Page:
On a bike that costs twice as much. There is a noticeable difference if you're used to a better e-bike. In terms of the smoothness and how all that works, was there a difference with the rear hub propulsion versus the mid hub kind of thing? I can't tell. I mean it's not like you're spinning the rear tire or anything like that. I can't tell there, but I can tell you that it feels like the same hill I've ridden a million times on my old E mountain bikes and I just flew up it without much effort. This one, I had to have it in turbo in the lowest gear and I was kind of huffing to get up the hill, but the bike also weighs like 60 pounds, so it is a heavy bike ride. Bikes are all very heavy. This is a heavy, heavy bike, but it can hold a ton.


(13:43):

The back rack holds like 60 pounds. They send a front rack that holds another 55 pounds. You can add all kinds of cool accessories to it. And so I'll throw, I have a pretty good basket on the back and I'll throw my fishing poles collapse down. Did you use your old man Juniper bag that we reviewed a few weeks ago? No, I don't need to. This has a big giant basket, so that lives on my Kona, but you can throw all kinds of crap in the back. I take grocery shopping, I can fit two full grocery bags in the back. So I used to always use my big cargo back for that, but now I don't really have to, I can just use this. But when I go up to the lakes, I got fishing poles, I got more than one back back. I got lunch, I got all kinds.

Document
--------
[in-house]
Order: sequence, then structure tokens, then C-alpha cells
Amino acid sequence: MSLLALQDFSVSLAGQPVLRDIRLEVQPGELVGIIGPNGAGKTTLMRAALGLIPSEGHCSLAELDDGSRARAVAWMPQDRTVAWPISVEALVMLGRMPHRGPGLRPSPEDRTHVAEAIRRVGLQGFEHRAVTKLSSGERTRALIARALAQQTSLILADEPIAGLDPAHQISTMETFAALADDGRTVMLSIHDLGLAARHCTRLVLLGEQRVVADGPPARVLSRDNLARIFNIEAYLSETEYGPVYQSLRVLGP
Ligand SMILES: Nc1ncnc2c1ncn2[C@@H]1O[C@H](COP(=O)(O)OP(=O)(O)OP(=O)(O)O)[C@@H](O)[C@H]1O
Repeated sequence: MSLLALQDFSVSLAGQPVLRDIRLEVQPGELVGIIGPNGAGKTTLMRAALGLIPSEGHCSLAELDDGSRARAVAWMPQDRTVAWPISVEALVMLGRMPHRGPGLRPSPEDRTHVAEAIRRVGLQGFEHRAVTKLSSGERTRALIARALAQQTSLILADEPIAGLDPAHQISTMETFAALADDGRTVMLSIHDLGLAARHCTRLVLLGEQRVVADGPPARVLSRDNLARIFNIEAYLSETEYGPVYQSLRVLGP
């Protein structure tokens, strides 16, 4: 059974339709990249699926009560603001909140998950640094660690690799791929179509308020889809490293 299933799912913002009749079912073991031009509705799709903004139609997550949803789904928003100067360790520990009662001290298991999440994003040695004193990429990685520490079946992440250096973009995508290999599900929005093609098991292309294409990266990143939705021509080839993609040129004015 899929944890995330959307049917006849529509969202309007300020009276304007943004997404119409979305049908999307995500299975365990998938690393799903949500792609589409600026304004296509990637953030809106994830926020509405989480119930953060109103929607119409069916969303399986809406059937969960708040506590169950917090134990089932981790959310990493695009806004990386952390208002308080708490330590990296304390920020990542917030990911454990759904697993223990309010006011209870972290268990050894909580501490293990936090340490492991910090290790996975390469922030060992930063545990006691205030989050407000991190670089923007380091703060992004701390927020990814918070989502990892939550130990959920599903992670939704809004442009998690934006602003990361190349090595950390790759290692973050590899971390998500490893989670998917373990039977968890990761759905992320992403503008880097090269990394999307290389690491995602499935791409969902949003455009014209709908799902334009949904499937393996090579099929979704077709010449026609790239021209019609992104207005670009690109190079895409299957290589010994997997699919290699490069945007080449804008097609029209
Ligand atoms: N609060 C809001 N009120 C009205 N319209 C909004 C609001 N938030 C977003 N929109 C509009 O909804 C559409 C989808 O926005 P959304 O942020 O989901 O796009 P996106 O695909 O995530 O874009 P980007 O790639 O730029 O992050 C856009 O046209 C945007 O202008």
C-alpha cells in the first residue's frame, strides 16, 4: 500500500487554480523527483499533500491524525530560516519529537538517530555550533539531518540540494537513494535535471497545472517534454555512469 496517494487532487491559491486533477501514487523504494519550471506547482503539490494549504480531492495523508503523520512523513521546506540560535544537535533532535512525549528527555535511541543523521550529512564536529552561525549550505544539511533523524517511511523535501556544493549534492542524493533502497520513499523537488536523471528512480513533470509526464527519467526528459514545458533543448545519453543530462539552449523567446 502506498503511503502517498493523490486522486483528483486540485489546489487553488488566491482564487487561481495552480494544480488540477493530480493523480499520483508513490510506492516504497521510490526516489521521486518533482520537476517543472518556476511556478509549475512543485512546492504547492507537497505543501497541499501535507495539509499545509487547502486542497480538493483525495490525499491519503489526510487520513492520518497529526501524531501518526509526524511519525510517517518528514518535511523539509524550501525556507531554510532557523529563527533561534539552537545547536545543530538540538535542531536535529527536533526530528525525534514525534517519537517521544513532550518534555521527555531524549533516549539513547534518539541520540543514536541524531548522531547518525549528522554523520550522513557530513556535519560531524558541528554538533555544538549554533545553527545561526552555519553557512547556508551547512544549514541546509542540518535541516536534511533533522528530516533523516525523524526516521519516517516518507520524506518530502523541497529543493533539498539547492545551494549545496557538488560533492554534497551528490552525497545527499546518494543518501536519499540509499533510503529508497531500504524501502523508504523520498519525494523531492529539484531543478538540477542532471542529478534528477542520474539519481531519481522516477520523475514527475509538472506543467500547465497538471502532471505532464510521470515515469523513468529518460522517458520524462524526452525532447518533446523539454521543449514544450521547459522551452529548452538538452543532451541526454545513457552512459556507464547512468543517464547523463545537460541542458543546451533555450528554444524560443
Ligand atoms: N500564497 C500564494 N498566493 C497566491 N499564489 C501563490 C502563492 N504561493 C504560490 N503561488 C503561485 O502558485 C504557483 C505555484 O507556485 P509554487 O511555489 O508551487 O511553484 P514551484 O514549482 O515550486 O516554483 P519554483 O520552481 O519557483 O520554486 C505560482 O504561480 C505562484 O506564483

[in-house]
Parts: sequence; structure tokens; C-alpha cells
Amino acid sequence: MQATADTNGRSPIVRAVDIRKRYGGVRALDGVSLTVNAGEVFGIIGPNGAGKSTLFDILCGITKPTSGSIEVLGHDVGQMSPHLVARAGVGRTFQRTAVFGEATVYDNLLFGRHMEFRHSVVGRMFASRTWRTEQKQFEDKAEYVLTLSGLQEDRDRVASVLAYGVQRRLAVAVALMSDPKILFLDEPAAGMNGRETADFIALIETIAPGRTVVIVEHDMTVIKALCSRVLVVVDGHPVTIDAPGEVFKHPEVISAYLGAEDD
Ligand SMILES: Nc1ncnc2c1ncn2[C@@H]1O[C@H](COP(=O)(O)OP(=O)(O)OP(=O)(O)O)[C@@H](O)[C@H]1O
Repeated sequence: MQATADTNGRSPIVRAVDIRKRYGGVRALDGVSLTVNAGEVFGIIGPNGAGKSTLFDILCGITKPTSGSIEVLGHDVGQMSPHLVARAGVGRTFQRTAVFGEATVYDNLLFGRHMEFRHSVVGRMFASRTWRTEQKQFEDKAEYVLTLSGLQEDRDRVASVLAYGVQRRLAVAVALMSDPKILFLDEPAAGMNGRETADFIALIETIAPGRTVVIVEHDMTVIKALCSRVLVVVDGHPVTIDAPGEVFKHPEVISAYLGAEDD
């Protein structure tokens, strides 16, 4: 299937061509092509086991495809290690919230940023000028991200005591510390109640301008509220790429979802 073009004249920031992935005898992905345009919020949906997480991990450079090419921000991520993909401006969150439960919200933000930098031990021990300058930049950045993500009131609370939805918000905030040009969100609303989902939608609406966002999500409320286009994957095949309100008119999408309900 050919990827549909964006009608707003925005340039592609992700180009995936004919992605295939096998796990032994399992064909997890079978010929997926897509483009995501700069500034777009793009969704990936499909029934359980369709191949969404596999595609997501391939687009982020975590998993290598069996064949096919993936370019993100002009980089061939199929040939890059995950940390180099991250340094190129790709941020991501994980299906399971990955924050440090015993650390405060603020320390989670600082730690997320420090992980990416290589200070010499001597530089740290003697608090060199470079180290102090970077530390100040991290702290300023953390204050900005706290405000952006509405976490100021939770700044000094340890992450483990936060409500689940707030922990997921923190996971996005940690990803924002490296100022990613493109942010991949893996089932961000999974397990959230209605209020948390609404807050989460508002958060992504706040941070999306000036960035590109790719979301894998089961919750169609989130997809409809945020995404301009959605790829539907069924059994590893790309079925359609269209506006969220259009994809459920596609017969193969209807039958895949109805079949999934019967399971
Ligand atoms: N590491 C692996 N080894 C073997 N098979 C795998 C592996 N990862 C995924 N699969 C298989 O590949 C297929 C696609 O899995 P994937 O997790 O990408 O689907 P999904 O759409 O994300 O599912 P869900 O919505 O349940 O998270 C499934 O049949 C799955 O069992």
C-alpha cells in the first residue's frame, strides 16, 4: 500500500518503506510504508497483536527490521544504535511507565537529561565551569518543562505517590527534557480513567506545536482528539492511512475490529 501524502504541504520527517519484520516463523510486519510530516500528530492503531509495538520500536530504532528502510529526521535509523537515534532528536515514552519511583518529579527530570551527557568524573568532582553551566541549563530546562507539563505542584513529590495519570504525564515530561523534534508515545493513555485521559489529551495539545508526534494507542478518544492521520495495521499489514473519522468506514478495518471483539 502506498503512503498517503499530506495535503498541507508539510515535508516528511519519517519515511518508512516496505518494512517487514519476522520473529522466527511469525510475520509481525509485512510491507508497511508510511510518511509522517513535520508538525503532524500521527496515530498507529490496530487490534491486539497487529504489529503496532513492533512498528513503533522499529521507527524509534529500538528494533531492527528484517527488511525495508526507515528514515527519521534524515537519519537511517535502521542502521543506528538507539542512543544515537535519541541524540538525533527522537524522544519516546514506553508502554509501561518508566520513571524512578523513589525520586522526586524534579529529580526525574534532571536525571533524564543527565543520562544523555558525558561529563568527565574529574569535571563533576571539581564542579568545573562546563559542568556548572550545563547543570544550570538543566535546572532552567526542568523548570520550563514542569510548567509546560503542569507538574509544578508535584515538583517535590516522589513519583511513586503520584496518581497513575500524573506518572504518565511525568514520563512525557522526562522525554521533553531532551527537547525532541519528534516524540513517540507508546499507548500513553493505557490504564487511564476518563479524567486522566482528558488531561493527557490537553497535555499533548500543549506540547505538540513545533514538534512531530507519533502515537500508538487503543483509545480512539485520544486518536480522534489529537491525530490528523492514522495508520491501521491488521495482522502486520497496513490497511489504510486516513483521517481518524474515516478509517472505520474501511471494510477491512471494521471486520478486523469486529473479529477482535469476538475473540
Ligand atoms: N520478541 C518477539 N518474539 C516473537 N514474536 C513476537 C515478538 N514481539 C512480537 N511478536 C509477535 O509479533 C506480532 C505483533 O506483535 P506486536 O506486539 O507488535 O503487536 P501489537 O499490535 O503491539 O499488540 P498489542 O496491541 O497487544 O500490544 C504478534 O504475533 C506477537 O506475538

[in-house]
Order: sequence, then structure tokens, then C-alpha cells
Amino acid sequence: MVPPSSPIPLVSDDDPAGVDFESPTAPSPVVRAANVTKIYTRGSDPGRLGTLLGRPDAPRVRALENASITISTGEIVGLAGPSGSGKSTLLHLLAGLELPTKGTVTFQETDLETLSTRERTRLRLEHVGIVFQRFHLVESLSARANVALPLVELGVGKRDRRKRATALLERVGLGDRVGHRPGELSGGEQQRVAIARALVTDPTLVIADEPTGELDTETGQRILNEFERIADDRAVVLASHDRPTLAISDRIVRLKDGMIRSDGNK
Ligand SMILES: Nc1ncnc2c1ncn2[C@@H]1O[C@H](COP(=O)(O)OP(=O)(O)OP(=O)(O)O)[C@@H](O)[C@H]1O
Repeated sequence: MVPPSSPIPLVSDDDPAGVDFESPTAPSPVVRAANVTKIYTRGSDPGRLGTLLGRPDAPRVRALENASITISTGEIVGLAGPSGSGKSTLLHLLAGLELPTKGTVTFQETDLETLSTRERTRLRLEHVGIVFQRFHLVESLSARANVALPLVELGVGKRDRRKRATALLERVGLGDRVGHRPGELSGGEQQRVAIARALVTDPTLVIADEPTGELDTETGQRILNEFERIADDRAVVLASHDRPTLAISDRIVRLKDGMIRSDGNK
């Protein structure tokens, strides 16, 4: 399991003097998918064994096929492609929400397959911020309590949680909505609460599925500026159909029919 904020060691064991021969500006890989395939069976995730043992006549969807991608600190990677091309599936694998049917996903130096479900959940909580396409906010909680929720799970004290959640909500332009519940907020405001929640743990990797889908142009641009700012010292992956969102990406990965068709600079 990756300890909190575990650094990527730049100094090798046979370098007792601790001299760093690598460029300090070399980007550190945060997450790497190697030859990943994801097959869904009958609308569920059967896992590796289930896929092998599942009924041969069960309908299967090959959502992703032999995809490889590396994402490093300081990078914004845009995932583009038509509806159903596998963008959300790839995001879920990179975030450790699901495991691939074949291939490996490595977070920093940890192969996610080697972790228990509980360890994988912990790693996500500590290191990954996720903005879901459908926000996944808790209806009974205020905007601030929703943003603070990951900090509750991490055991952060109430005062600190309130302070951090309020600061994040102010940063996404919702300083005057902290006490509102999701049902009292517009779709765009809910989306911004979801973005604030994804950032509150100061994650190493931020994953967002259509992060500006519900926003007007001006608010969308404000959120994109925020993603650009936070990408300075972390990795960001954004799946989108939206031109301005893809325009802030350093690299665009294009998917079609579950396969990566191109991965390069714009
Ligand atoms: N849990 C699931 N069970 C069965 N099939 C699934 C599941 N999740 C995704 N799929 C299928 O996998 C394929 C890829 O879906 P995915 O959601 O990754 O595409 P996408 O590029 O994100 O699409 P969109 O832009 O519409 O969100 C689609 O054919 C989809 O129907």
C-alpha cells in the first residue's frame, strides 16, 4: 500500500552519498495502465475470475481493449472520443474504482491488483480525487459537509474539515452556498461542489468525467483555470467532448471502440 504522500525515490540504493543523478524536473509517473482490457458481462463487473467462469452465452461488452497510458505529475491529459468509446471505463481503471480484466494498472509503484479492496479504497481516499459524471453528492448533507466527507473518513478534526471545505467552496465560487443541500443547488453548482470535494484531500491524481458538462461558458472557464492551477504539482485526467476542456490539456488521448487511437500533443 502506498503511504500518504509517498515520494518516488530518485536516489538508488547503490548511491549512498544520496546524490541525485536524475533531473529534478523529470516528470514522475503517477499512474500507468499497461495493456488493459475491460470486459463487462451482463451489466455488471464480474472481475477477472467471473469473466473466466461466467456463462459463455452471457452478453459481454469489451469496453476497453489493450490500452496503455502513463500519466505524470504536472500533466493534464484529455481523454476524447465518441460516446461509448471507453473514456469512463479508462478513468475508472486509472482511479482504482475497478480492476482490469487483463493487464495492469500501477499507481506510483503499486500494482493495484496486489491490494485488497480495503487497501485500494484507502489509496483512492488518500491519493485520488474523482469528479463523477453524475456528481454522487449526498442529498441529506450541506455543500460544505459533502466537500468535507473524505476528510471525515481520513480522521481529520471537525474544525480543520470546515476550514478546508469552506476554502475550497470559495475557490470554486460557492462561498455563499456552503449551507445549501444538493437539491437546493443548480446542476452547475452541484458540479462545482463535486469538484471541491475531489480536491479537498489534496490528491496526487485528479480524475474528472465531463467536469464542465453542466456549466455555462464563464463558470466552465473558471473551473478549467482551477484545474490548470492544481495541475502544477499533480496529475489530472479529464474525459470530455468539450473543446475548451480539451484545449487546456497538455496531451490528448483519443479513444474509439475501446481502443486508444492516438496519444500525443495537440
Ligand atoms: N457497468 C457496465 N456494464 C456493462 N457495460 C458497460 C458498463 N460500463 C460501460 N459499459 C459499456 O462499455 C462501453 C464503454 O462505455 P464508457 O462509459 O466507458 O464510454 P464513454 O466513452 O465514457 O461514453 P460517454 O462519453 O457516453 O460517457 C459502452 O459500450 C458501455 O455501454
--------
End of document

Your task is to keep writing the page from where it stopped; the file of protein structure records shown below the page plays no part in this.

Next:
(14:23):

I could put my kid in there if I wanted to. She could just dangle her legs over the basket and head on up. But I've been so impressed by this bike. It's also just really, really fun to ride. It's got a great feel to it. I did not expect this level of fun and build quality from a rad power bike for the reasons I mentioned earlier. But I've been nothing but impressed. It's 1900 bucks, which is pretty good for a bike like this. And I haven't even really, the folding is great because I have a truck. It doesn't really matter that much to me, but if you don't, you can fold it in half and put it in the back of a car. I mean it's heavy but it'll fit in the back. I couldn't take it with our RAV4 if it was just a regular bike.


(15:05):

It's too heavy for a bike rack you, but you just fold it in half and put it on the back in the back of your car and you're good to go. So 1900 bucks. Yeah, that's a really good price by e-bike standards. And back to your point about build quality and the way they build out how it's being powered from the rear hub and everything. Is that intentional do you think, in terms of to create something that's a little bit more economic friendly for folks versus I think so, yeah, for seems, I don't think there's anything on their website more than two grand. It's all pretty interesting. Yeah, I think that's kind of their target. And there are a lot of bikes at this level, this price point. There's a lot of brands that are doing this, but RAD has been around the longest. So I personally would probably trust them the most.